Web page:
Local First Arizona opens carbon pricing discussion
The two organizations will host a Town Hall Discussion on Carbon Pricing in Phoenix on Monday, April 11, hosted at CopperPoint Mutual Insurance at 3030 N. Third St. in Phoenix from 6 p.m. to 8 p.m.
Carbon pricing, sometimes called the carbon tax, is frequently referred to by policy makers across the country as a possible solution to the effects of climate change.
According to the American Sustainable Business Council, carbon pricing would set a “per-ton price on each ton of carbon emitted, thus incentivizing companies to cut emissions or transition to less carbon-intensive or carbon-free energy sources. The price can rise over time by a set amount, and the funds raised can be used to either reduce other tax rates or provide means-tested dividends to taxpayers (a revenue-neutral approach) or invest in various national priorities (a revenue-positive approach).”
One of Local First Arizona’s main goals is to provide education opportunities and resources for local businesses across the state. These events range from webinars on marketing to seminars on copyright law to forums on policy issues facing Arizona.
“We believe it is important to host these types of events so that Arizona’s local business community can become better educated on policy proposals that may directly affect their business,” said Kimber Lanning, director of Local First Arizona. “Events like the Town Hall Discussion on Carbon Pricing allow local businesses to participate in the conversation and come to their own conclusions about important policy decisions.”
The Town Hall Discussion on Carbon Pricing will feature a panel discussion of experts and small business leaders about the potential effects of enacting a carbon pricing policy in Arizona or nationally and what such a policy could mean for local businesses. Tailored for business owners and representatives, this event will dive into questions on the impact of carbon pricing policy on costs for goods and energy, how carbon pricing may affect competition with foreign companies, how revenues collected from carbon pricing could be appropriated, and the political realities of enacting such a policy.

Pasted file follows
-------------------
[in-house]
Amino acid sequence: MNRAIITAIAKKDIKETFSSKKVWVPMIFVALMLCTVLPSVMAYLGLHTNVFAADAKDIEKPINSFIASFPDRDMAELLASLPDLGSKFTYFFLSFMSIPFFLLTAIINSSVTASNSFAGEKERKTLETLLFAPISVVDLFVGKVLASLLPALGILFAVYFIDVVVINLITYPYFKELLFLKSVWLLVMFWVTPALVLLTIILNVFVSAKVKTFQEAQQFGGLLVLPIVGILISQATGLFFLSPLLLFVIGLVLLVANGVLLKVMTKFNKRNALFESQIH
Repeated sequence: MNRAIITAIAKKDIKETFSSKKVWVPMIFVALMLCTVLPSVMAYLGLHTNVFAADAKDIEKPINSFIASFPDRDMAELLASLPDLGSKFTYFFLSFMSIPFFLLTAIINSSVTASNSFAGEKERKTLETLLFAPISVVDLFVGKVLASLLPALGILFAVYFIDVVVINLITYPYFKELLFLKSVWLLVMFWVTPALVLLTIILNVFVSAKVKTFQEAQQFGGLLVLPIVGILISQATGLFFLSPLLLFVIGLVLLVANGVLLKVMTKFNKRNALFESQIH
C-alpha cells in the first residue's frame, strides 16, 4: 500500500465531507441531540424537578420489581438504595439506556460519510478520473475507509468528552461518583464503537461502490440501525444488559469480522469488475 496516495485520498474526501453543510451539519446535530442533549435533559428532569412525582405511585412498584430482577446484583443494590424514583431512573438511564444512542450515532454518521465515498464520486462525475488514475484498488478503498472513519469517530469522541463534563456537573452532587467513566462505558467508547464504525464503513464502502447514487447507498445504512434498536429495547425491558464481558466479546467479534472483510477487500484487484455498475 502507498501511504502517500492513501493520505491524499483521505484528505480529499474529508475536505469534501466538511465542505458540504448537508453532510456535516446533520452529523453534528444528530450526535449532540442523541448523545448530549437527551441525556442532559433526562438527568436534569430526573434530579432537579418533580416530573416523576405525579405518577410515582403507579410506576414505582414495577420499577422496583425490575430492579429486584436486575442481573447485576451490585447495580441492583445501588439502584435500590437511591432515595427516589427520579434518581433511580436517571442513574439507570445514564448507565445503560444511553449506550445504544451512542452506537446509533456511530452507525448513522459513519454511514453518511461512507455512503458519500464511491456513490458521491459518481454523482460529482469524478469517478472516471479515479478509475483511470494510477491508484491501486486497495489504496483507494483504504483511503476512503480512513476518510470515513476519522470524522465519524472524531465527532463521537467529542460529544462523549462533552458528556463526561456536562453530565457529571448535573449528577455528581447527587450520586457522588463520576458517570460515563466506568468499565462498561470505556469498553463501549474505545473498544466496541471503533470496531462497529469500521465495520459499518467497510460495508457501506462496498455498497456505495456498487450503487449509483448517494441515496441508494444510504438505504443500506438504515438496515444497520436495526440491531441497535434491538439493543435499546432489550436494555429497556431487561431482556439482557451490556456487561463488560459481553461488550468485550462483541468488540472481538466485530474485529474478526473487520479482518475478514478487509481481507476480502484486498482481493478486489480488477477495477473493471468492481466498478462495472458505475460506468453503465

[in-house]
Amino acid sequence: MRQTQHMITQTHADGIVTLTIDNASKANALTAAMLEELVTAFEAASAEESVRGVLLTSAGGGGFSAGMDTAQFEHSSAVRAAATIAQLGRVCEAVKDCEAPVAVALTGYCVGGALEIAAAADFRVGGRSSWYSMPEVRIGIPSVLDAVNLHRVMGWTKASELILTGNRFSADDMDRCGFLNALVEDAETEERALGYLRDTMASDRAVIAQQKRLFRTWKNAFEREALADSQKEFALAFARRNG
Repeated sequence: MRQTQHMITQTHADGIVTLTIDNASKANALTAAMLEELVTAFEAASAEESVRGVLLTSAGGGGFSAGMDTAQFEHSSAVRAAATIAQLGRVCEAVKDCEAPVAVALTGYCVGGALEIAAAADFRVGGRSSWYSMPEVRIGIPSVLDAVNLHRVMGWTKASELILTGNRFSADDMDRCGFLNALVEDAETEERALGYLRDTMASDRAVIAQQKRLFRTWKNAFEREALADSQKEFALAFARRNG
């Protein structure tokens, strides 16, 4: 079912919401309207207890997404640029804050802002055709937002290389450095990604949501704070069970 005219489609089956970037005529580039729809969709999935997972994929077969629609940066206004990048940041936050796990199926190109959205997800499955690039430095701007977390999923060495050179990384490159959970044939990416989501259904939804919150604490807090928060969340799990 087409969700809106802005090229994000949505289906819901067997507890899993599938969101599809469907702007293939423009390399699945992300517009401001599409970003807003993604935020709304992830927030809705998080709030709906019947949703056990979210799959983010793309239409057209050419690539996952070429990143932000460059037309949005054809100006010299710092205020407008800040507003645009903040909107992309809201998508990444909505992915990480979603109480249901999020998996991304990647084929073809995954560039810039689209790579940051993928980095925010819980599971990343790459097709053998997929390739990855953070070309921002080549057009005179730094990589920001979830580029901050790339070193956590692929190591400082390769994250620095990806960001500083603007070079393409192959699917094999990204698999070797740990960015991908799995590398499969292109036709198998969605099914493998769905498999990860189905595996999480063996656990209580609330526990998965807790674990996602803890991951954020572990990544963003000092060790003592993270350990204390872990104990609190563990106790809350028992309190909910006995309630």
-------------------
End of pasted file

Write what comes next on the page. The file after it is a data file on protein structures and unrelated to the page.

Current confirmed panelists for the Town Hall Discussion on Carbon Pricing include:
- Marc Hafstead who is a fellow at Resources for the Future, an independent, nonpartisan organization that conducts rigorous economic research and analysis to help leaders make better decisions and craft smarter policies about natural resources and the environment. His research spans environmental and macroeconomics. He models the effects of alternative environmental policies such as carbon taxes, cap-and-trade programs, and clean energy standards in economies with multiple non-environmental frictions and distortions on key outcomes such as emissions reductions, welfare, and employment.
- Zach Bernstein who is the manager of research and social media at American Sustainable Business Council, which advocates for policy change at the federal and state level that supports a more sustainable economy. Bernstein has worked at the blog ThinkProgress, where he wrote about a diverse range of topics, including health care, economic and environmental issues. He also worked at the good government group Citizens for Responsibility and Ethics in Washington (CREW). Zach earned an M.A. in Public Communication and a B.A. in Political Science from American University in Washington.
Admission is free to attend the Town Hall Discussion on Carbon Pricing but registration is requested. Media representatives are welcome to attend. The registration page is available at https://goo.gl/ESJSrp.